The case reflects a “spate” of cases dealing with the privacy of people in custody, according to the appellant’s new counsel.
In R. v. Malik, the appellant’s former lawyer, Spiro Nicolakakos, was found to have given insufficient attention to police video evidence showing his client Maria Malik using the washroom, with her “bare buttocks” visible.
Nicolakakos had advised Malik there were “no strong triable issues” that stood out to him, according to a Jan. 23, decision by Ontario Superior Court Justice Leonard Ricchetti.
Malik pleaded guilty and was sentenced to a one-year driving ban and a $1,200 fine. This was a miscarriage of justice, according to Ricchetti.
He wrote: “In this case, there was no judgment applied by counsel to the impact if any of the videotape evidence or its possible consequences including any possible Charter breach because counsel, while having the videotape evidence, failed to review the videotape or consider the evidence and its possible legal implications.”
Despite this, Malik was advised the Crown was likely to succeed on the charges.
“This failure by counsel amounts to conduct which fell below the standard expected of defence counsel when representing an accused,” wrote Ricchetti. He set aside Malik’s guilty plea.
Nicolakakos says he did review the videotape, but did not attach much weight to it.
“I admit I didn’t put [the video] to the client when we were speaking about her resolution and her desire to resolve,” he says. “That’s not to say I purposefully left it out.”
“An argument could’ve been made, and I should’ve given it more weight in my mind,” he concedes.
However, there were several factors influencing Malik’s decision to resolve the case, Nicolakakos adds.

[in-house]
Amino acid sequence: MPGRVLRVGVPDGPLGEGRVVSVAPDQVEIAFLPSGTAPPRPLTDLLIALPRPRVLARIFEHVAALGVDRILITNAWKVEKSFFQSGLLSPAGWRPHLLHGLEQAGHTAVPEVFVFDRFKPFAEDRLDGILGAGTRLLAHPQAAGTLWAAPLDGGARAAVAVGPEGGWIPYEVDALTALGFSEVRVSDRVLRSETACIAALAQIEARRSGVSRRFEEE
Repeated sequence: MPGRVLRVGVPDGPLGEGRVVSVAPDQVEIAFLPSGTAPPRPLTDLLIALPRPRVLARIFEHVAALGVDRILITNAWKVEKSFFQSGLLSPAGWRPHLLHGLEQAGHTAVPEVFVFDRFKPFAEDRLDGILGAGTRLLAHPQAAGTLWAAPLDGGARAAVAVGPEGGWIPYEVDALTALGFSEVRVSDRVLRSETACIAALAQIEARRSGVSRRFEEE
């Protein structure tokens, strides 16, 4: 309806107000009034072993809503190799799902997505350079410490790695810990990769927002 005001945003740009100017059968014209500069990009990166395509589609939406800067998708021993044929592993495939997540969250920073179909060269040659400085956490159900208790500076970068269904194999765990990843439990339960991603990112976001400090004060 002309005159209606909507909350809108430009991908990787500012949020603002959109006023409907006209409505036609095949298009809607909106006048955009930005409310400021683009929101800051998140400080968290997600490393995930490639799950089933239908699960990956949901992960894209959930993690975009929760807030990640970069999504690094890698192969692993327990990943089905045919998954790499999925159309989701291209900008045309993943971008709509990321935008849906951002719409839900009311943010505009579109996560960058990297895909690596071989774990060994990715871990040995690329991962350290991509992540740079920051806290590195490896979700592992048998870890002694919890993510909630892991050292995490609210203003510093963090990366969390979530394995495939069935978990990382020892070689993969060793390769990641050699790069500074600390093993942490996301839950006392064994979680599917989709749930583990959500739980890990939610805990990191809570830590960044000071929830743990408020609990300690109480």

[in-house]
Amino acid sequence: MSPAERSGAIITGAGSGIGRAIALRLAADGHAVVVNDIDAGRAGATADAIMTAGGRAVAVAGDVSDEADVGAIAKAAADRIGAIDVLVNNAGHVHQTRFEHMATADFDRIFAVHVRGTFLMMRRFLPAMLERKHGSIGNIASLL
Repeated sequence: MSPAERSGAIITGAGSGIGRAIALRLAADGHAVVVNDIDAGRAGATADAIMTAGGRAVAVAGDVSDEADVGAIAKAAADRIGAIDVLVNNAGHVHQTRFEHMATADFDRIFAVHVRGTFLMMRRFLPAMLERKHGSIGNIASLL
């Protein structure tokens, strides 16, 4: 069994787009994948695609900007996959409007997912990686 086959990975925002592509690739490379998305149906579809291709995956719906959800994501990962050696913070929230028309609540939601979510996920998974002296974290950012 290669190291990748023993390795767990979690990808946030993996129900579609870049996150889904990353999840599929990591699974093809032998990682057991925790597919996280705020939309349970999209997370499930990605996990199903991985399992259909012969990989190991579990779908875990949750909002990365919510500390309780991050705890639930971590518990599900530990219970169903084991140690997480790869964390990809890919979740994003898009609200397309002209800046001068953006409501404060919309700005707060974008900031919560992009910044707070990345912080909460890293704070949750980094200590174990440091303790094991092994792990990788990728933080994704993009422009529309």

“Speaking to other lawyers, they believe [the video] probably wouldn’t have made a difference [to the verdict],” he states.
Addario Law Group counsel William Thompson, who represented Malik in the appeal, took the position that Nicolakakos reviewed the video, but did not realize its legal significance.
He says Malik will have the opportunity at a retrial to raise issues related to s. 8 of the Canadian Charter of Rights and Freedoms.
The case shows the need for defence counsel to fully consider police video evidence, and for privacy screens to be constructed in front of cell toilets, he believes.
Not all police forces film people using the washroom, he says, adding: “I don’t know how widespread the practice is, but certainly there’s a spate of cases that have identified real privacy concerns of people detained by police.”
These include R. v. Mok, in which an Ontario woman arrested and detained for drunk driving was filmed using the toilet in her cell. A Jan. 7 decision found Stephanie Mok had suffered a “degrading” violation of privacy, but not to the extent that proceedings should be stayed.
Other cases include R. v. Chasovskikh, R. v. King, and R. v. Deveau. In the latter case, the court excluded evidence as a result of the videotaping.
Thompson says a stay of proceedings is not out of the question for Malik.
The case highlights the need for criminal defence lawyers to have an ongoing relationship with clients, starting well before a trial hearing, he adds.
Nicolakakos has not been subject to any Law Society of Upper Canada proceedings.